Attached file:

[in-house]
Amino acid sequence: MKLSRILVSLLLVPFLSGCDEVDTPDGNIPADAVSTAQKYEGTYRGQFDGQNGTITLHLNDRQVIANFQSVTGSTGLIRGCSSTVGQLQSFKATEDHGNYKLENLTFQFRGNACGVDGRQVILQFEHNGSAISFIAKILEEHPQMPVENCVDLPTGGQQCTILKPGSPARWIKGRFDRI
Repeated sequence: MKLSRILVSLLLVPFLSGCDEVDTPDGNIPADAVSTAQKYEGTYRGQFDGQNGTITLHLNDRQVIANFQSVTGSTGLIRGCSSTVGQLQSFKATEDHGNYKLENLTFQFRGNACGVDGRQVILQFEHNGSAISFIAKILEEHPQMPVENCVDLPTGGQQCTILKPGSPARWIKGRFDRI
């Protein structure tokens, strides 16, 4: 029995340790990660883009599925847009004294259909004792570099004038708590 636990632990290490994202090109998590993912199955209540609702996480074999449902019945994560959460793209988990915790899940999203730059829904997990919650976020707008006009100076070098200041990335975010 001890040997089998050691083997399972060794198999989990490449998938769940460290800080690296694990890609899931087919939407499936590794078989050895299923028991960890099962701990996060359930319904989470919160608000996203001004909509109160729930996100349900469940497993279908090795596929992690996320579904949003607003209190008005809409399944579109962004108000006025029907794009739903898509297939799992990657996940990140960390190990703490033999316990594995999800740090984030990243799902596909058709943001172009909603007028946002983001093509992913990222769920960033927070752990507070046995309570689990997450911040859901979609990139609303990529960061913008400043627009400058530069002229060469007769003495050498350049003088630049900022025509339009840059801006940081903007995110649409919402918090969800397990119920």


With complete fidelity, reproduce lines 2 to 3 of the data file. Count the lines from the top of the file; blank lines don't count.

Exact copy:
Amino acid sequence: MKLSRILVSLLLVPFLSGCDEVDTPDGNIPADAVSTAQKYEGTYRGQFDGQNGTITLHLNDRQVIANFQSVTGSTGLIRGCSSTVGQLQSFKATEDHGNYKLENLTFQFRGNACGVDGRQVILQFEHNGSAISFIAKILEEHPQMPVENCVDLPTGGQQCTILKPGSPARWIKGRFDRI
Repeated sequence: MKLSRILVSLLLVPFLSGCDEVDTPDGNIPADAVSTAQKYEGTYRGQFDGQNGTITLHLNDRQVIANFQSVTGSTGLIRGCSSTVGQLQSFKATEDHGNYKLENLTFQFRGNACGVDGRQVILQFEHNGSAISFIAKILEEHPQMPVENCVDLPTGGQQCTILKPGSPARWIKGRFDRI